Nigeria: Investment tax credit, production-sharing contracts and oil prospecting license (appeals court decision)
Nigeria: Investment tax credit
The Court of Appeal (Lagos Division) reversed a judgement of the Federal High Court in a case concerning the investment tax credit and production-sharing contracts executed after 1 July 1998.
The appellate court held that incentives provided under the applicable legislation were tied to the production-sharing contract—and not to oil prospecting license granted to the taxpayer.
The case is: Federal Inland Revenue Service v. South Atlantic Petroleum Corp.
The taxpayer on 19 March 1998 signed a “farm-in” agreement with oil and gas entities for the joint exploration and production of oil under an oil prospecting license. The agreement (executed before legislative changes effective beginning 1 July 1998) qualified for the then-available investment tax credit.
In 2005, Nigeria’s government under 2003 “back-in rights” regulations acquired a 50% participating interest through the Nigerian National Petroleum Corporation (NNPC). Consequently, the 50% interest held by NNPC was covered by a production-sharing agreement while the remaining 50% held by the taxpayer and the oil and gas entities were subject to a different production-sharing contract agreement. Following the execution of the agreement in 2005, the taxpayer filed a request with the tax authority in 2009, seeking clarification as to whether qualifying capital expenditure incurred would qualify for an investment tax credit or investment tax allowance.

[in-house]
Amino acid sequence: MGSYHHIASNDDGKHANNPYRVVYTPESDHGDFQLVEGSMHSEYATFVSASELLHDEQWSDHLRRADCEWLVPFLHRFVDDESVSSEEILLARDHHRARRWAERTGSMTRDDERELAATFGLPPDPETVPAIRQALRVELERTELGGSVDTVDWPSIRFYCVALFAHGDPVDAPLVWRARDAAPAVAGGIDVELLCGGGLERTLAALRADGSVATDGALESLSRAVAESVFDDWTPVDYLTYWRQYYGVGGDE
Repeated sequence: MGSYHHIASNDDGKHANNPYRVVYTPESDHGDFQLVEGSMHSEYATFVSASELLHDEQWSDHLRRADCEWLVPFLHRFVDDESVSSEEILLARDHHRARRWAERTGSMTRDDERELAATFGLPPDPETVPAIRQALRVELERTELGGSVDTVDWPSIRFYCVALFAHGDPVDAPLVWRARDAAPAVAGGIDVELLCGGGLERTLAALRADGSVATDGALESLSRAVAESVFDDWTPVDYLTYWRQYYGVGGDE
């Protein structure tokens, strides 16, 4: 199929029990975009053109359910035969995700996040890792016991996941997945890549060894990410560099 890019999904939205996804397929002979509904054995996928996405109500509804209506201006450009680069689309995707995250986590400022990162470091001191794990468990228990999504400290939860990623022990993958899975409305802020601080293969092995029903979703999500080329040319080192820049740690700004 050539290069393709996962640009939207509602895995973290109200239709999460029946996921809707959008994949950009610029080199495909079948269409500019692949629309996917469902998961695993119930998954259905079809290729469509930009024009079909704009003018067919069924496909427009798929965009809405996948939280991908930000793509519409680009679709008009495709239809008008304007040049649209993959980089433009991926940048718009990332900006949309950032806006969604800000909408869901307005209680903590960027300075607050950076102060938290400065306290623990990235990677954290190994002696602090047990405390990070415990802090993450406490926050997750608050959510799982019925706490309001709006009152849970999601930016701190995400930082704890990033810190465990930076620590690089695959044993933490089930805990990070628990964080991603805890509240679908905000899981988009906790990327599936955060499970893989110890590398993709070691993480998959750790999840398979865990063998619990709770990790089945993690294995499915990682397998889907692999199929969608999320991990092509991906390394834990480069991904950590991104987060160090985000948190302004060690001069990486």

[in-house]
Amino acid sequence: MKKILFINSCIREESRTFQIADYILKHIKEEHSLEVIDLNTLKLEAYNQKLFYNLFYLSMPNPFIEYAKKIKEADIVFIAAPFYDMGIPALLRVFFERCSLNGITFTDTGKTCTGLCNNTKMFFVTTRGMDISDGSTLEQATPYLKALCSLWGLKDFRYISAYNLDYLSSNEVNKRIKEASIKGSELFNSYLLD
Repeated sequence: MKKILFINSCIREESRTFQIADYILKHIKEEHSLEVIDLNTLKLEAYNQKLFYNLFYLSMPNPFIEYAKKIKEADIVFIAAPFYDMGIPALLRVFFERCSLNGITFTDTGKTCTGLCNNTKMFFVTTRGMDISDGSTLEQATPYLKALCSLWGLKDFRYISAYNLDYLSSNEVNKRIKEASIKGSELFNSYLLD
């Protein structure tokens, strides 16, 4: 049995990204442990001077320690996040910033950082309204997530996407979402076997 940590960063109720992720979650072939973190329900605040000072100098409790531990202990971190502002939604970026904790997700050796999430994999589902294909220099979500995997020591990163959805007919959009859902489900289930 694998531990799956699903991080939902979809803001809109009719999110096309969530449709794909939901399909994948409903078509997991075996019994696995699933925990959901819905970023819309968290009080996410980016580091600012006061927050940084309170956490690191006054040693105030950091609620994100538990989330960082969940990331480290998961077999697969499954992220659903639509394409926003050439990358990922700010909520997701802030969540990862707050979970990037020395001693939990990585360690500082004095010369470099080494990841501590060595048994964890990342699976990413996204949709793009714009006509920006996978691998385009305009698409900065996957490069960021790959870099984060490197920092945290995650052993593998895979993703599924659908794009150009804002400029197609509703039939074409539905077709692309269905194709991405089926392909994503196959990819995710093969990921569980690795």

The tax authority replied in July 2009, confirming that an investment tax credit was applicable. The tax authority, however, subsequently in June 2012 revised its position and concluded that the applicable fiscal incentive for the 2005 production-sharing contract would be an investment tax allowance (and not an investment tax credit).
The taxpayer sought judicial review, and the Federal High Court held for the tax authority. The taxpayer appealed. The Court of Appeal reversed and held that the incentives provided were tied to the production-service contract—and not to the oil prospecting license.
Read a February 2021 report [PDF 1.74 MB] prepared by the KPMG member firm in Nigeria
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